The San Remo Institute plays host to personalities from all over the world. Here, representatives of the Korean Red Cross (South Korea) receive an award for efforts to reunite separated Korean families; presiding over the ceremony are Stefania Baldini and Jovan Patrnojic, secretary general and president of the institute respectively.

What debate?

The raison d'être of the institute is not restricted to the conduct of soldiers on the battlefield, however. The protection of refugees also figures on the agenda, essentially through courses on international refugee law designed for government officials and NGOs and organized with the support of the United Nations High Commissioner for Refugees (UNHCR) and the Swiss Federal Office for Refugees.

In addition, one of the stated ambitions of the IIHL is to be a forum for discussion open to anyone involved in humanitarian action. Debate on the principal issues of humanitarian concern is still one of the strong attractions of the institute. They can take the form of round-table discussions on such topics as the Kosovo experience, internal conflicts and humanitarian action versus the sovereignty of states. But given the proliferation of meetings of this kind, there is a need to be especially dynamic in order to be effective in this area. For, even though many of the topics covered by the representatives of governments, the UN and the Red Cross are extremely pertinent - for example, the interdependence of human rights and humanitarian law - the results do not always come up to expectations. At best, the expert debates enable participants to test out new ideas and to get a feeling for the different perceptions and interests of the various stake-holders in today's environment, in particular with regard to so-called "humanitarian interventions". At worst, the discussions have a tendency to just go around in circles.

Indeed, one of the underlying causes of this can be attributed to the "ageing" of the institute. "We have to break out of the closed circle of experts and be careful not to become a retired gentlemen's club," explains Stefania Baldini. The statement is certainly clear-sighted, but how do you avoid such a pitfall? One way of revitalizing the institute that is currently being explored is to focus more on research and internships. According to Yves Sandoz, representative of the ICRC and president of the institute's Academic Committee, "We need to identify serious topics for research, such as that carried out a few years ago on war at sea." The protection of victims of internal conflicts will clearly be one of the key themes for the institute to address in the future.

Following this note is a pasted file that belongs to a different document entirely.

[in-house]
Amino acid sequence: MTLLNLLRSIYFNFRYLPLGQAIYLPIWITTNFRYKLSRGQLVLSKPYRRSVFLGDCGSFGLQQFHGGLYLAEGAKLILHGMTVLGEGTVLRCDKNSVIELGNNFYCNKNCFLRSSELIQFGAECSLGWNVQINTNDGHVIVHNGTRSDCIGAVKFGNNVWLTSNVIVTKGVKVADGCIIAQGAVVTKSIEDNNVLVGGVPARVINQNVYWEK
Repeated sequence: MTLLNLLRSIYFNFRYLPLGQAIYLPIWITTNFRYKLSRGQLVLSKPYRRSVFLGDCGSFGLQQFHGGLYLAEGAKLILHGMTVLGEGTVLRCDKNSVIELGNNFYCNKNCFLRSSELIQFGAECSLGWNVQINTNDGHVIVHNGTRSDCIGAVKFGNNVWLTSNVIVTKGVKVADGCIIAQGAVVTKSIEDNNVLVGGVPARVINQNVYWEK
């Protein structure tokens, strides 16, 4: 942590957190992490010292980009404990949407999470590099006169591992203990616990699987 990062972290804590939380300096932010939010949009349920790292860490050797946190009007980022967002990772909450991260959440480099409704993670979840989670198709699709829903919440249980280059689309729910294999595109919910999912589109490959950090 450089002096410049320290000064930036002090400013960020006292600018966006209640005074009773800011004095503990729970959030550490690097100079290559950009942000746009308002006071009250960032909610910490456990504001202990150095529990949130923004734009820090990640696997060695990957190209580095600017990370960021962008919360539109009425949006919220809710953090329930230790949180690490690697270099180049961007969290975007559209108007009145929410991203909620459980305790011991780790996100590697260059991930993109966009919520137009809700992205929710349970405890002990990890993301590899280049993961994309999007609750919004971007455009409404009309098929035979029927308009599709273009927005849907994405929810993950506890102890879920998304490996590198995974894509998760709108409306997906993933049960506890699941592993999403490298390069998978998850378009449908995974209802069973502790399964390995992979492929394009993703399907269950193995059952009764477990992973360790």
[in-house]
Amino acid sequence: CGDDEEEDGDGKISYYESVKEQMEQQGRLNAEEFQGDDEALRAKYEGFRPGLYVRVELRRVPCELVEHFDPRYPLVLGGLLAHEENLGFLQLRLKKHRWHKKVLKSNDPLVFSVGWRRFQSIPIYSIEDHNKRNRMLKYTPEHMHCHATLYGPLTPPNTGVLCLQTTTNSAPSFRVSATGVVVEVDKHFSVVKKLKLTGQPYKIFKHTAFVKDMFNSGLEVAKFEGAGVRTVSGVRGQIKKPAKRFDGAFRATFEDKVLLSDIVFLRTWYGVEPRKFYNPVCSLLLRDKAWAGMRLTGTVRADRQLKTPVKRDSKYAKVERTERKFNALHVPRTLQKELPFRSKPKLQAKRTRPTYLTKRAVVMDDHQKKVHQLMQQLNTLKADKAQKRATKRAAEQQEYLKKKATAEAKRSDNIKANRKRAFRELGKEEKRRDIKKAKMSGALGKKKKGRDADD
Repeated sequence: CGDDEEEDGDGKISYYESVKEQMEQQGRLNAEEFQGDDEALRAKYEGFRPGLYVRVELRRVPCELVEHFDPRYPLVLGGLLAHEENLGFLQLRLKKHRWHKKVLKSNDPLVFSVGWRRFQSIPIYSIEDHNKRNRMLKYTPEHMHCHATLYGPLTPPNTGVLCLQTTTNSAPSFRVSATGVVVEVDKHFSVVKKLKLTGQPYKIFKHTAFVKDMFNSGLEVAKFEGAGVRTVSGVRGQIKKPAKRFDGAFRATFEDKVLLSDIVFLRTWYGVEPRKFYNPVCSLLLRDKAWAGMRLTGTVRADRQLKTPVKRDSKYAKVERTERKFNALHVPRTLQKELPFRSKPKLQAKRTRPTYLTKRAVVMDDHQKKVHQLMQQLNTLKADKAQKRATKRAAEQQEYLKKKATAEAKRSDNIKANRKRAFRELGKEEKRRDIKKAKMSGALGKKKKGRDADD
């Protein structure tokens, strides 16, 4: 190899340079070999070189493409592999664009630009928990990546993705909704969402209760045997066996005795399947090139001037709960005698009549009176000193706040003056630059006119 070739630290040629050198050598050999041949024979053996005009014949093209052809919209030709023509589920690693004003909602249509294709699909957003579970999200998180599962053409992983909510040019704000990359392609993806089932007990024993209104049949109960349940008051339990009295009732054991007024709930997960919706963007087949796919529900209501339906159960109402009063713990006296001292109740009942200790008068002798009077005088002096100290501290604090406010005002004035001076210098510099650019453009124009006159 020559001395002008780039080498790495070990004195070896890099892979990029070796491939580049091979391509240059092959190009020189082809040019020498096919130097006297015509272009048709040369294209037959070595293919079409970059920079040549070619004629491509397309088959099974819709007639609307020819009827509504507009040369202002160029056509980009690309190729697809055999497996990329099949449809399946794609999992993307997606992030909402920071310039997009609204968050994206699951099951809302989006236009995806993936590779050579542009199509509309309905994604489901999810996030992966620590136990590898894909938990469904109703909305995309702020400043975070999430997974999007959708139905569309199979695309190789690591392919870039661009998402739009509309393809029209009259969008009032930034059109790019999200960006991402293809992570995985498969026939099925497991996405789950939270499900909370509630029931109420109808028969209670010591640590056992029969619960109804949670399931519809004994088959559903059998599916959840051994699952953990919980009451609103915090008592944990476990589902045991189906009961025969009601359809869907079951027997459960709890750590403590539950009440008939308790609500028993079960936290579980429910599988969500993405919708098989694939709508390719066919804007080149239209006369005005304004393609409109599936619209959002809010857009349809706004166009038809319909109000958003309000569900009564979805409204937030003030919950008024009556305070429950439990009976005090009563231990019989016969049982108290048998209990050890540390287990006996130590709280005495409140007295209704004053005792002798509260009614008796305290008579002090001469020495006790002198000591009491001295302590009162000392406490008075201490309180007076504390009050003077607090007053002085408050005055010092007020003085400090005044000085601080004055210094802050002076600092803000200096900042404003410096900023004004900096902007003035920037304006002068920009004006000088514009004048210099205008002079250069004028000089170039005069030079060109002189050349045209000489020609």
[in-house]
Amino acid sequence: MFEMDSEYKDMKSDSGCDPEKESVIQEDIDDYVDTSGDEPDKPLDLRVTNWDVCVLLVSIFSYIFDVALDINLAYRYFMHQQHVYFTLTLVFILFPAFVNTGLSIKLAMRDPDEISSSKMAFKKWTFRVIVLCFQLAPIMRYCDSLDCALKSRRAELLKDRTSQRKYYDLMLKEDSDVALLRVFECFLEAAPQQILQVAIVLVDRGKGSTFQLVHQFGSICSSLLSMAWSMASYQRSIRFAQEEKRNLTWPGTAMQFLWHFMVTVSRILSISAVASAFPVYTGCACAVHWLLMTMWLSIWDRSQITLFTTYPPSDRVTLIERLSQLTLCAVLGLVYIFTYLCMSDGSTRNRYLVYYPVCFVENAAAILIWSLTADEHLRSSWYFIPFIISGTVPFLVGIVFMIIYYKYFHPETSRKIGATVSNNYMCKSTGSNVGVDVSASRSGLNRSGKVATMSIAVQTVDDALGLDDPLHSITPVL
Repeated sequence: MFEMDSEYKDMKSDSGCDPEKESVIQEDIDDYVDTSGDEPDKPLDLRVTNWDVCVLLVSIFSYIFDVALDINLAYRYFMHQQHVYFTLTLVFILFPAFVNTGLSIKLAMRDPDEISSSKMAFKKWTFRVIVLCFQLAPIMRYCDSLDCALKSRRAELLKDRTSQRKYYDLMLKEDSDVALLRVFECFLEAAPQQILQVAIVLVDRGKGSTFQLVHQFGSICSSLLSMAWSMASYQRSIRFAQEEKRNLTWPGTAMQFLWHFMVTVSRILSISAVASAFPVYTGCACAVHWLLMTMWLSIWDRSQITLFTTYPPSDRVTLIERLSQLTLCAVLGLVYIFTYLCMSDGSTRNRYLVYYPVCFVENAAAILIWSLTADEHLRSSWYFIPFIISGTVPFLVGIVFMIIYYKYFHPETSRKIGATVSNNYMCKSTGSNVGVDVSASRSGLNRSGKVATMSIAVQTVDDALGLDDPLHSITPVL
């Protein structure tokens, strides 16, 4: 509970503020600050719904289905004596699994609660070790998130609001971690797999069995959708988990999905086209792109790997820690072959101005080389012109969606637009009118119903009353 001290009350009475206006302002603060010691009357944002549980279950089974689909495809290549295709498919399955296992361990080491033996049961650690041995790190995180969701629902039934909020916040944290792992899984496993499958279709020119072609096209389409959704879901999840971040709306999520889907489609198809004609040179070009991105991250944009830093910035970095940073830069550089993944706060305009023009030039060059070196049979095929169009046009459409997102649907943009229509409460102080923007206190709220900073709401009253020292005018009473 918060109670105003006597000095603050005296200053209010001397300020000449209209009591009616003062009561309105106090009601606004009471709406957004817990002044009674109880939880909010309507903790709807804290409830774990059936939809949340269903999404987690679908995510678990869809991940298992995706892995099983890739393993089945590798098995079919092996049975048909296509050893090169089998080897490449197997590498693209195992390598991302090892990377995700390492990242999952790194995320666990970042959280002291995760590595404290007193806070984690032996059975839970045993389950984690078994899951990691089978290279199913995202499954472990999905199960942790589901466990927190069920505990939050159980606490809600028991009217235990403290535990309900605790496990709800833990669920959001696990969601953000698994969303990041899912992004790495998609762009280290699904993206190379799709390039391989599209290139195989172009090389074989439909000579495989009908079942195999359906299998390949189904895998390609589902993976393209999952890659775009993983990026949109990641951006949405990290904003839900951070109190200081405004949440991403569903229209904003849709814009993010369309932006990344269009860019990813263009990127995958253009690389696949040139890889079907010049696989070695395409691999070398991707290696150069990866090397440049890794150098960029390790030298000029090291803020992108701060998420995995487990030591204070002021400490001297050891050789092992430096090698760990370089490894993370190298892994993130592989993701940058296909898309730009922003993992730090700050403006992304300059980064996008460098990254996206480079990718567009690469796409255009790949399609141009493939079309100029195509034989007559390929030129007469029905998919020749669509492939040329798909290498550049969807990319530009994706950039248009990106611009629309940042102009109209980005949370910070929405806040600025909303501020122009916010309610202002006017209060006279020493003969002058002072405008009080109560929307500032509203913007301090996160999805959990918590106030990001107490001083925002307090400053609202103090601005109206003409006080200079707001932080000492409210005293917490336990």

An essential task

All these activities have their price, of course: US$ 800,000 in 2000, which is far from secured in advance. The military courses take up the lion's share and are only partially covered by the registration fees; the rest is made up by grants. In this regard, the support provided by some Western governments, by the commune of San Remo and the province of Imperia, as well as by the ICRC, is essential. In addition, there are private donations and contributions from National Societies, beginning with the Italian Red Cross. According to its forceful president, Mariapia Garavaglia, who is also vice-president of the Federation, "The spirit of San Remo is an inspiration for National Societies, which should lead to closer cooperation with the institute." Ultimately, what is lacking today is proper fund-raising, which can rely on a variety of funding sources, including the private sector and foundations. In this respect, the liaison office in Geneva - recently reinforced with the support of the Swiss authorities - should certainly help to overcome this deficiency.

Thirty years is without doubt a worthy anniversary. The pioneering activities of the institute over this period are the best proof of that. But what about its future prospects? Faced with a growing demand for more specialization, the institute's management is aware of the dangers of overdiversifying. They are nonetheless unanimous in wanting to continue to put the main emphasis on training military personnel and on reaffirming the value of humanitarian law. And what is the impact? As Colonel Garraway says, "San Remo is a drip-by-drip process." His colleague, Major Clive Whitwham, puts it another way: "San Remo plays a small but vital part in spreading humanity to conflicts."

 

Jean-François Berger